The Throw-away Clothing

white hangers I was talking to my friend, Erin, about my journey to minimalism, and I mentioned that I got rid of a lot of clothes.

My bedroom looked as if it had been ransacked.

All of the drawers were open, the closet was open, and hangers were laying everywhere. Two large trash bags sat in the middle of the room, and each was close to being full. My bed was also under a pile of clothing.

My decision to get rid of clothes was based on the following criteria:

1. Is this a free, participation t-shirt?
I participated in six 5K runs last year and in several the year before. Each event gave out a t-shirt, which I promptly sliced up. Ultimately, I don’t like t-shirts, so it really made no sense to hold on to any of them. If I had not tried to upcycle, the t-shirt yet, it went into the donate bag.

2. When did I last wear this?
If I couldn’t remember the last time I wore the article of clothing, it went in the donate bag. This meant that it wasn’t one of my most favorite things to wear.

3. Is this comfortable?
If I knew that I stopped wearing a pair of pants because they were no longer comfortable, they went in the donate bag. Of course, this led to criteria number four.

4. Does this fit me?
I mentioned that I was very unhappy five years ago (read Re-learning How to be Free). Due to stress and a major change in my life, I lost about 10 pounds, which was the least I’ve weighed as an adult. I actually weighed less than I did when I graduated high school. I looked good and could fit into a size 0, but I didn’t think this was normal or healthy. Yet, I bought a bunch of clothes during this time.

As happiness returned, I gained my healthy weight back. I didn’t get rid of the clothes, though, because they were from high-end brands. I didn’t want to donate them either, so I set them aside. (More on this later.)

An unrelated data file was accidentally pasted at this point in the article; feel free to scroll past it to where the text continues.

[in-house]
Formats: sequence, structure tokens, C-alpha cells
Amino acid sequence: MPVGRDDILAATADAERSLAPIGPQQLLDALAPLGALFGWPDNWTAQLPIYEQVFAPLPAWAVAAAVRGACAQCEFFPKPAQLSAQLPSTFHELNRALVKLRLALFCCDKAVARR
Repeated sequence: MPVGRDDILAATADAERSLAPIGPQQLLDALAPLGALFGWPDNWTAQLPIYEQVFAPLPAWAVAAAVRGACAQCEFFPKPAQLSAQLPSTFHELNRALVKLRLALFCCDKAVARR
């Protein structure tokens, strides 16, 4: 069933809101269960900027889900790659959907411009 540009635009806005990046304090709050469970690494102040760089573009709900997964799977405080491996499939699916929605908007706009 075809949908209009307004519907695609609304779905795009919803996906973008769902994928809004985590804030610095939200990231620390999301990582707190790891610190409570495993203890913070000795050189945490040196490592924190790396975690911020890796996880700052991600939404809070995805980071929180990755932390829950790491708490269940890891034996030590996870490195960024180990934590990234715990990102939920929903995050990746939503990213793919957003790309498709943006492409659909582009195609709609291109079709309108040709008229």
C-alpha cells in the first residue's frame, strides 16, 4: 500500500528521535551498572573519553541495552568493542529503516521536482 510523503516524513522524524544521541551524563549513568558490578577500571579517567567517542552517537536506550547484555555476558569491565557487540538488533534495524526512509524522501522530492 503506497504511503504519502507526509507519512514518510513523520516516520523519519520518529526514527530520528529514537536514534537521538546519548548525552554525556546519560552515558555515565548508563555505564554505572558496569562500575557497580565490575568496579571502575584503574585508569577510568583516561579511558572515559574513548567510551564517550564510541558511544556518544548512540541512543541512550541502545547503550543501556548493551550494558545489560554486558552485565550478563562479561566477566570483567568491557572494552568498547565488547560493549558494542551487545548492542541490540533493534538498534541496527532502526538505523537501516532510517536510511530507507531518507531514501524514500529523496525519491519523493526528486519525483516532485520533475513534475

5. Where did I buy this?
If the clothing item was from Old Navy, Forever 21, H&M, or Kohl’s, it got tossed in the donate bag. Erin referred to these brands as “throwaway” clothing. I liked that!

neat white hangersIn the end, I had four bags of clothes to donate to Goodwill. This was in addition to the two bags that I had already donated. That is a lot of clothes.

I also had over 100 clothes hangers with nothing on them. This actually blew my mind. Think of the space that 100 items of clothes take up in a closet. All of a sudden, this space was empty.

What’s left?
It may be hard to imagine that anything is left after this purge; only the best remains.

I love shopping at J. Crew, Banana Republic, and The Gap. I haven’t been able to shop there in a while, so all of my remaining clothes are a couple years old. It doesn’t matter though.

The styles are classic. The quality is high. A great wardrobe remains.

No more shopping at the discount stores. It will be better for me to save up for one nice item of clothing rather than fill my closet with five items that will shrink after the first wash.

Quality over quantity from now on.


7 thoughts on “The Throw-away Clothing

  1. It feels so good to sort our wardrobes out. I’m finally starting ti get my clothes down to what I truly love – what looks and feels great. Why waste life wearing second best?

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